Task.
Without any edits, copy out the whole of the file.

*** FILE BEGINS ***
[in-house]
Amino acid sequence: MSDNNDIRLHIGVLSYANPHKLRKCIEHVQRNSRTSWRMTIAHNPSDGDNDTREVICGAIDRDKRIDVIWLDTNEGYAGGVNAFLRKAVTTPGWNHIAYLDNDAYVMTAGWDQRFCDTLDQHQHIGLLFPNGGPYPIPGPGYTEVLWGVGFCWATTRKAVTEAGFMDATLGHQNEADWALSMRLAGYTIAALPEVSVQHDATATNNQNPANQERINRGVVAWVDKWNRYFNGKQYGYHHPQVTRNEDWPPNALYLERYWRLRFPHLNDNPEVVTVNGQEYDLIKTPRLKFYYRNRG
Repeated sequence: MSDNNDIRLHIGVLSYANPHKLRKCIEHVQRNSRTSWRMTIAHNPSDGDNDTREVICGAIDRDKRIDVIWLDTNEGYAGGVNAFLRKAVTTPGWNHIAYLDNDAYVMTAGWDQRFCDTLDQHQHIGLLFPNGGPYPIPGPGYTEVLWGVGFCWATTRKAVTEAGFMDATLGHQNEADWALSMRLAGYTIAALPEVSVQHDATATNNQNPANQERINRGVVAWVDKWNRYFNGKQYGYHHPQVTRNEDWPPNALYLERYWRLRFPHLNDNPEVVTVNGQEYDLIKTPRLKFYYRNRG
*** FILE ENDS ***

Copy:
[in-house]
Amino acid sequence: MSDNNDIRLHIGVLSYANPHKLRKCIEHVQRNSRTSWRMTIAHNPSDGDNDTREVICGAIDRDKRIDVIWLDTNEGYAGGVNAFLRKAVTTPGWNHIAYLDNDAYVMTAGWDQRFCDTLDQHQHIGLLFPNGGPYPIPGPGYTEVLWGVGFCWATTRKAVTEAGFMDATLGHQNEADWALSMRLAGYTIAALPEVSVQHDATATNNQNPANQERINRGVVAWVDKWNRYFNGKQYGYHHPQVTRNEDWPPNALYLERYWRLRFPHLNDNPEVVTVNGQEYDLIKTPRLKFYYRNRG
Repeated sequence: MSDNNDIRLHIGVLSYANPHKLRKCIEHVQRNSRTSWRMTIAHNPSDGDNDTREVICGAIDRDKRIDVIWLDTNEGYAGGVNAFLRKAVTTPGWNHIAYLDNDAYVMTAGWDQRFCDTLDQHQHIGLLFPNGGPYPIPGPGYTEVLWGVGFCWATTRKAVTEAGFMDATLGHQNEADWALSMRLAGYTIAALPEVSVQHDATATNNQNPANQERINRGVVAWVDKWNRYFNGKQYGYHHPQVTRNEDWPPNALYLERYWRLRFPHLNDNPEVVTVNGQEYDLIKTPRLKFYYRNRG